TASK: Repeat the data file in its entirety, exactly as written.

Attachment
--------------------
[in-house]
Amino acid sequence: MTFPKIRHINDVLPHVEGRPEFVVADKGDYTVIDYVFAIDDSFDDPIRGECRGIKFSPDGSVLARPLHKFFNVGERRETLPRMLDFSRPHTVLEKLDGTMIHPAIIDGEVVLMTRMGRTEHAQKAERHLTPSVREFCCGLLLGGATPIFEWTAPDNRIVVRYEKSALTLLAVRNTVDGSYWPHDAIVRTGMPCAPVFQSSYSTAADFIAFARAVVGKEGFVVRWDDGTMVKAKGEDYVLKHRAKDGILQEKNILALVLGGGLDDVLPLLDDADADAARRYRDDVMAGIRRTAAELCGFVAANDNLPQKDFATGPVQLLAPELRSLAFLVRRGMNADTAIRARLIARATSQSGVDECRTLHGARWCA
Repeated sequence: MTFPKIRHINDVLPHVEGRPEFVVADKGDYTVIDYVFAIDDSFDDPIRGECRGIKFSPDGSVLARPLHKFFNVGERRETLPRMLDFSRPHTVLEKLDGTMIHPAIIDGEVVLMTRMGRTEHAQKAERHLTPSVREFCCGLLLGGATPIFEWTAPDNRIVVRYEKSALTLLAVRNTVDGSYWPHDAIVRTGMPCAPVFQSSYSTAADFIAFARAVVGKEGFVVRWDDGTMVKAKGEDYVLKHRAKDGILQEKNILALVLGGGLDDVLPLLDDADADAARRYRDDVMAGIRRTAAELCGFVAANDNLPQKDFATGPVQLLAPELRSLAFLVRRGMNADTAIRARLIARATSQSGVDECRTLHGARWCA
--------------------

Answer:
[in-house]
Amino acid sequence: MTFPKIRHINDVLPHVEGRPEFVVADKGDYTVIDYVFAIDDSFDDPIRGECRGIKFSPDGSVLARPLHKFFNVGERRETLPRMLDFSRPHTVLEKLDGTMIHPAIIDGEVVLMTRMGRTEHAQKAERHLTPSVREFCCGLLLGGATPIFEWTAPDNRIVVRYEKSALTLLAVRNTVDGSYWPHDAIVRTGMPCAPVFQSSYSTAADFIAFARAVVGKEGFVVRWDDGTMVKAKGEDYVLKHRAKDGILQEKNILALVLGGGLDDVLPLLDDADADAARRYRDDVMAGIRRTAAELCGFVAANDNLPQKDFATGPVQLLAPELRSLAFLVRRGMNADTAIRARLIARATSQSGVDECRTLHGARWCA
Repeated sequence: MTFPKIRHINDVLPHVEGRPEFVVADKGDYTVIDYVFAIDDSFDDPIRGECRGIKFSPDGSVLARPLHKFFNVGERRETLPRMLDFSRPHTVLEKLDGTMIHPAIIDGEVVLMTRMGRTEHAQKAERHLTPSVREFCCGLLLGGATPIFEWTAPDNRIVVRYEKSALTLLAVRNTVDGSYWPHDAIVRTGMPCAPVFQSSYSTAADFIAFARAVVGKEGFVVRWDDGTMVKAKGEDYVLKHRAKDGILQEKNILALVLGGGLDDVLPLLDDADADAARRYRDDVMAGIRRTAAELCGFVAANDNLPQKDFATGPVQLLAPELRSLAFLVRRGMNADTAIRARLIARATSQSGVDECRTLHGARWCA